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submitted on 25.11.2019 and posted on 29.11.2019by Hunter O. Ford, Bumjun Park, Jizhou Jiang, Jennifer Schaefer
development of advanced electrolytes compatible with lithium metal and
lithium-ion batteries is crucial for meeting ever growing energy storage
demands. One such class of materials, single-ion conducting polymer
electrolytes (SIPEs), prevents the formation of ion concentration gradients and
buildup of anions at the electrode surface, improving performance. One of the
ongoing challenges for SIPEs is the development of materials that are
conductive enough to compete with liquid electrolytes. Presented herein is a
class of gel SIPEs based on crosslinked poly(tetrahydrofuran) diacrylate that
present enhanced room temperature conductivities of 3.5 × 10-5 S/cm
when gelled with lithium metal relevant 1,3-dioxolane/dimethoxyethane, 2.5 × 10-4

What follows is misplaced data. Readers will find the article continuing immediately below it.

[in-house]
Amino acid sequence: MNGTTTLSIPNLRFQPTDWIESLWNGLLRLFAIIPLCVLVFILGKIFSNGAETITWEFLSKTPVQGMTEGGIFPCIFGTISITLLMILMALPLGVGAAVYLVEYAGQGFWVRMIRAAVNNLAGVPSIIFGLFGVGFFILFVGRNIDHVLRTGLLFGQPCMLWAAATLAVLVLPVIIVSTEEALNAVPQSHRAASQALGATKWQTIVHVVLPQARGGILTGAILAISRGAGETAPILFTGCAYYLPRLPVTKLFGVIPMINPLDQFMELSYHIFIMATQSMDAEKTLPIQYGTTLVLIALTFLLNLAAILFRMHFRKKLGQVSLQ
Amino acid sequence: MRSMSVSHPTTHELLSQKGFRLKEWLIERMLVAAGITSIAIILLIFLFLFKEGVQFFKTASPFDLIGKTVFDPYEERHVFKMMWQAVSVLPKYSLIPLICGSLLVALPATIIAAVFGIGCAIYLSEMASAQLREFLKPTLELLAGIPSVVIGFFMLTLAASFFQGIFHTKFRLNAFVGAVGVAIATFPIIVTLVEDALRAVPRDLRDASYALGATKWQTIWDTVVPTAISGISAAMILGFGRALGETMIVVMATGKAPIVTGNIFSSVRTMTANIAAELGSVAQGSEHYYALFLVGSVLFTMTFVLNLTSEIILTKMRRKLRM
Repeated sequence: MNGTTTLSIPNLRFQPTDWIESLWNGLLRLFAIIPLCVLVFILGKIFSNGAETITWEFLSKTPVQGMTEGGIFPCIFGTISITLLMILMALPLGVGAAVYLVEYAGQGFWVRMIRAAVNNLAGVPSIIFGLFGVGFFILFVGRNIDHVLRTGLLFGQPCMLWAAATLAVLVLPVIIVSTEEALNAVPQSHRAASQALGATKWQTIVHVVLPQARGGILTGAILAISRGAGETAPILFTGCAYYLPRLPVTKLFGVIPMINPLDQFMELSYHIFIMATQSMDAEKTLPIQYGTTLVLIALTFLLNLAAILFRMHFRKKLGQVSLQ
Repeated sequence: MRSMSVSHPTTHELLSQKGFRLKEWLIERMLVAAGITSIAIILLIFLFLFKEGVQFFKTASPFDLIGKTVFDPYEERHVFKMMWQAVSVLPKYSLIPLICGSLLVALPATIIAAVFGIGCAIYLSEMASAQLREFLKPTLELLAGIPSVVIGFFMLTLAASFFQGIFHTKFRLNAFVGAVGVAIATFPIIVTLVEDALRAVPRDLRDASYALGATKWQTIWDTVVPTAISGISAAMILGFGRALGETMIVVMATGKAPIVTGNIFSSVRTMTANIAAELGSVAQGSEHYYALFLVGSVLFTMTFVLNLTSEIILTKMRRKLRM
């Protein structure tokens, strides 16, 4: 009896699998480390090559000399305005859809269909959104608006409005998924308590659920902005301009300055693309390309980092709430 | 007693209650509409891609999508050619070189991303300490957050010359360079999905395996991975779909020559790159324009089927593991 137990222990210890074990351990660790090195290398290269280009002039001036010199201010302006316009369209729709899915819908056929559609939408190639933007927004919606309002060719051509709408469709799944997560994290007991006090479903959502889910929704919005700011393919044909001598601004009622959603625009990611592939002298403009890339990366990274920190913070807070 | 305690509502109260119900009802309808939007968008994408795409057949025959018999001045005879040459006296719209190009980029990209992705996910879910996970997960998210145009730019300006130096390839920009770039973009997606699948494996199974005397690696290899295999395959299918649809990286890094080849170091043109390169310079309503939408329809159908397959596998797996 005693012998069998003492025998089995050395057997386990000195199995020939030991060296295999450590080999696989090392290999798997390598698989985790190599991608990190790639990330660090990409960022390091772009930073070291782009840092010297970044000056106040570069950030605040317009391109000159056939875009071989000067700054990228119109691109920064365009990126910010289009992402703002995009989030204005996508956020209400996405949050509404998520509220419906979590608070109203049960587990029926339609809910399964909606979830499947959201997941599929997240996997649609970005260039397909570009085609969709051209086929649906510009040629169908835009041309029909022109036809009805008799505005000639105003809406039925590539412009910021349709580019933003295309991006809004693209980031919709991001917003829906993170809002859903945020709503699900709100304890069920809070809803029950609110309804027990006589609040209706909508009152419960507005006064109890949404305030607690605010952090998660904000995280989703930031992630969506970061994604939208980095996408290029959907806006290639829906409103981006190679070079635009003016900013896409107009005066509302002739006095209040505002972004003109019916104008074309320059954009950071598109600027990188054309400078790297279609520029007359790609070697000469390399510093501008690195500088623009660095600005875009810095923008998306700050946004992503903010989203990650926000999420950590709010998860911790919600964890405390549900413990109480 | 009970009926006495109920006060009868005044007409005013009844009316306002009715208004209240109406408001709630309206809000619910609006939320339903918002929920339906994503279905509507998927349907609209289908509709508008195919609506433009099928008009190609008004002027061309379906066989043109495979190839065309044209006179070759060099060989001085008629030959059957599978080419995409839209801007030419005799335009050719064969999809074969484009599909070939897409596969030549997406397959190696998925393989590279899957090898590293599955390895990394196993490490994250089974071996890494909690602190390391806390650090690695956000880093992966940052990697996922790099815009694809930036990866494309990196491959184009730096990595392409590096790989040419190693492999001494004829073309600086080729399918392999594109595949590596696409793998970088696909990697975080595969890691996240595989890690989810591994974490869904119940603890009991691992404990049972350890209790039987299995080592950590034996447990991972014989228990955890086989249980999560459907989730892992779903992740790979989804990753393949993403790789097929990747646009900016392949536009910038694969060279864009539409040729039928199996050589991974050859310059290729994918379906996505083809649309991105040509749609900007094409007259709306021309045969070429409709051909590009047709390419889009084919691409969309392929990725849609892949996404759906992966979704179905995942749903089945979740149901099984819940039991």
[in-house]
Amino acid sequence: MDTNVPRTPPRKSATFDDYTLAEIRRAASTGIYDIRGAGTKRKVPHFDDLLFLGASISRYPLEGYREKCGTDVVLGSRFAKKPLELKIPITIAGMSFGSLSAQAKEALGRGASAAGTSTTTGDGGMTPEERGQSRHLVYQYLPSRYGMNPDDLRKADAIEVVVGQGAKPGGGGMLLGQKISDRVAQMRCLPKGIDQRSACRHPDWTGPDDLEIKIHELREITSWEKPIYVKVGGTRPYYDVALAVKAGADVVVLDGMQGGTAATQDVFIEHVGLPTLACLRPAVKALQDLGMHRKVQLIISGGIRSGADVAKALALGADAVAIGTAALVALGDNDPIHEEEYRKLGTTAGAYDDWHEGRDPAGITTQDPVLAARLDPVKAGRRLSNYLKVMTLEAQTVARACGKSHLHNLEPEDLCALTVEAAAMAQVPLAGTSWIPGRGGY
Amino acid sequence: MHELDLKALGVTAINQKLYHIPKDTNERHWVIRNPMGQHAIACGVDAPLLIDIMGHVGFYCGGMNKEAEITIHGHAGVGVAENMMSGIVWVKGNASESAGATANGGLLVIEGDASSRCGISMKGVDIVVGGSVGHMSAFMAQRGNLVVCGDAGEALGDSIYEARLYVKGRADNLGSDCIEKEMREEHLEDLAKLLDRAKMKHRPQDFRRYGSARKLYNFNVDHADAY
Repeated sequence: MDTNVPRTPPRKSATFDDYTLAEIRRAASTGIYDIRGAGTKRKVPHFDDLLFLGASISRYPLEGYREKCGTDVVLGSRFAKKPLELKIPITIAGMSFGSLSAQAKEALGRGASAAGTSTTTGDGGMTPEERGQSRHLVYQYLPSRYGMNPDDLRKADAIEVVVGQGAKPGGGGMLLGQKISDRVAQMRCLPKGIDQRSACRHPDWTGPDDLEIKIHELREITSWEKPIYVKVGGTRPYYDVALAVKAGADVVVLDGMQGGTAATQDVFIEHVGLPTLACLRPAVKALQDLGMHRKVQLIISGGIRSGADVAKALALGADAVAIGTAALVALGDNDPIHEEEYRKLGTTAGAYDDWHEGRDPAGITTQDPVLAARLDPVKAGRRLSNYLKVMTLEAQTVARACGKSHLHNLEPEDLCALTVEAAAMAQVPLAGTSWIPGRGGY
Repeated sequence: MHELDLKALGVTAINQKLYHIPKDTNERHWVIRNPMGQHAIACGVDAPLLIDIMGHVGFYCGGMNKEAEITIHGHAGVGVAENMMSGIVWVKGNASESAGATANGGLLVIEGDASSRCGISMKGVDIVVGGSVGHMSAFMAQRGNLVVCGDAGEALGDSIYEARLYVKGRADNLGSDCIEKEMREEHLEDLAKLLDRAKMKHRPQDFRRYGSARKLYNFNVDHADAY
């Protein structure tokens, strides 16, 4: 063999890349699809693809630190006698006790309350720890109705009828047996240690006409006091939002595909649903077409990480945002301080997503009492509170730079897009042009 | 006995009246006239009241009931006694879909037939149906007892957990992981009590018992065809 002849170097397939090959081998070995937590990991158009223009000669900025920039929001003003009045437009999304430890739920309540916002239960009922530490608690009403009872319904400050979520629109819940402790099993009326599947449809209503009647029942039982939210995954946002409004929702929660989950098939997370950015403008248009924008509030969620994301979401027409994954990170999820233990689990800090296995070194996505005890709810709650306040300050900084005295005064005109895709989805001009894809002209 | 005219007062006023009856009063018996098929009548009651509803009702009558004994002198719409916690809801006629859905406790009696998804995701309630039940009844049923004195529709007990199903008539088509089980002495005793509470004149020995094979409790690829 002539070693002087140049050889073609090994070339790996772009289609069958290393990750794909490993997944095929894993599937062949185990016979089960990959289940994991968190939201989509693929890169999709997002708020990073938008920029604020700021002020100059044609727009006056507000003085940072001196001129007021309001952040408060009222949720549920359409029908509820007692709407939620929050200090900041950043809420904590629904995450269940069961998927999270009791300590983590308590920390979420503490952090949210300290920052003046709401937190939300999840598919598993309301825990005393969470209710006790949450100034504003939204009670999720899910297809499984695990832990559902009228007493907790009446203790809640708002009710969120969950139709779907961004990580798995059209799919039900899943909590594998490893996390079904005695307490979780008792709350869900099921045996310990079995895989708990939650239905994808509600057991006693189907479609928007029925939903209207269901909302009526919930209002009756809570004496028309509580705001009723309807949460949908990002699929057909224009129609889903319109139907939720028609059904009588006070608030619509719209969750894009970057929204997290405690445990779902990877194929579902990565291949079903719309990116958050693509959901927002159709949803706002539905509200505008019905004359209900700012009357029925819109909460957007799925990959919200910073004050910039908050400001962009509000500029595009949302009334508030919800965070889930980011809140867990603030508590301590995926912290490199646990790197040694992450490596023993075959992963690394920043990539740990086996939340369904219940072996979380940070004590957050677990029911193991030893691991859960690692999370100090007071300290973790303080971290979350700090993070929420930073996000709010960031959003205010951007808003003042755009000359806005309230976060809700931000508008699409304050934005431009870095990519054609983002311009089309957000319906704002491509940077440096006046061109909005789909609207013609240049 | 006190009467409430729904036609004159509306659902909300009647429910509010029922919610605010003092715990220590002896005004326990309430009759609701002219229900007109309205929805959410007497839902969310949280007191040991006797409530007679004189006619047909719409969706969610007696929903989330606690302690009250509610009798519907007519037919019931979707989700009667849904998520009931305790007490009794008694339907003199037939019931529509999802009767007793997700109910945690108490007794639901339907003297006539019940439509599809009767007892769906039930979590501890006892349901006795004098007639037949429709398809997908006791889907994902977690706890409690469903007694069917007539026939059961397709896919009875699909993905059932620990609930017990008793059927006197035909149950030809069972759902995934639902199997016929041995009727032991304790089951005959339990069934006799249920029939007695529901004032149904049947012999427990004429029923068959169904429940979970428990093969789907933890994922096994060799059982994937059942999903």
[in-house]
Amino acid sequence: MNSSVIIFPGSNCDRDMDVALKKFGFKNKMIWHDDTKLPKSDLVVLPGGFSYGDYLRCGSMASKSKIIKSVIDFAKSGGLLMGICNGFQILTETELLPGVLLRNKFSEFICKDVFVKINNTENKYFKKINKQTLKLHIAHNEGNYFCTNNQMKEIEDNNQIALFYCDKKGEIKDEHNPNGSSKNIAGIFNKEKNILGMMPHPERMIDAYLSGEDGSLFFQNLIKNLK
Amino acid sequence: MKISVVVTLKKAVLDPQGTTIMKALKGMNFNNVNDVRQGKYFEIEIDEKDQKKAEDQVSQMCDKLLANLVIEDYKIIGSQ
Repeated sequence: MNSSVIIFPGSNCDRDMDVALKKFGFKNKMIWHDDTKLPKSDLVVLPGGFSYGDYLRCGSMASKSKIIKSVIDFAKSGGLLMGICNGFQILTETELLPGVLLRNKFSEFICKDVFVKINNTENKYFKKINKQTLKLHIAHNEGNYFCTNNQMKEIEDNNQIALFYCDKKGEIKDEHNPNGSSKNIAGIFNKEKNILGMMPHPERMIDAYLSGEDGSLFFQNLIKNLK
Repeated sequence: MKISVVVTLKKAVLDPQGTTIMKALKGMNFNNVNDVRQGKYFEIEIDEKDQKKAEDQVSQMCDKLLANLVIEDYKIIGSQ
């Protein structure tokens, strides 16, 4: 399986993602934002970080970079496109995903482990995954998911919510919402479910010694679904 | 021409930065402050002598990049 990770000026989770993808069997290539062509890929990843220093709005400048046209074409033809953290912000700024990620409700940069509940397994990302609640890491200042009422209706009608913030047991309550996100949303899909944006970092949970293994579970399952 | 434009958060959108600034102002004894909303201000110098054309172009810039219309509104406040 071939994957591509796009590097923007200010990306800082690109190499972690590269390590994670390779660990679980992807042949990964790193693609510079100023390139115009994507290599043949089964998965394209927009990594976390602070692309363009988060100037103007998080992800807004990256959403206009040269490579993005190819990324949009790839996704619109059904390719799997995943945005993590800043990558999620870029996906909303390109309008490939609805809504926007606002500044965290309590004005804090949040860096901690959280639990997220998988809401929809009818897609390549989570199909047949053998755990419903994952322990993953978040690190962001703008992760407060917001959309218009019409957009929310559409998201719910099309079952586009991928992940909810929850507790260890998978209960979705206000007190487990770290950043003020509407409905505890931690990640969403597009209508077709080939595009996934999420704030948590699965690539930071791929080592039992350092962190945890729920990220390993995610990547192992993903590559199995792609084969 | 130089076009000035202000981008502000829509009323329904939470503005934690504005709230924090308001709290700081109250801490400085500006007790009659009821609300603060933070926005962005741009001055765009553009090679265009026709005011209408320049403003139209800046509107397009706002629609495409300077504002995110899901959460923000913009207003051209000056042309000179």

S/cm with carbonate solutions, and approaching 10-3 S/cm with
dimethyl sulfoxide. Remarkably, these materials also demonstrate high
conductivity at low temperatures, 1.8 × 10-5 S/cm at -20 °C in certain
importantly however, when contrasted with identical SIPEs formulated with
poly(ethylene glycol) diacrylate, the mechanisms responsible for the enhanced
conductivity are elucidated: decreasing Li+-polymer interactions and
gel solvent-polymer interactions leads to an increase in Li+
mobility, improving the ionic conductivity. These findings are generalizable to
various SIPE chemistries, and can therefore be seen as an additional set of
design parameters for developing future high conductivity SIPEs.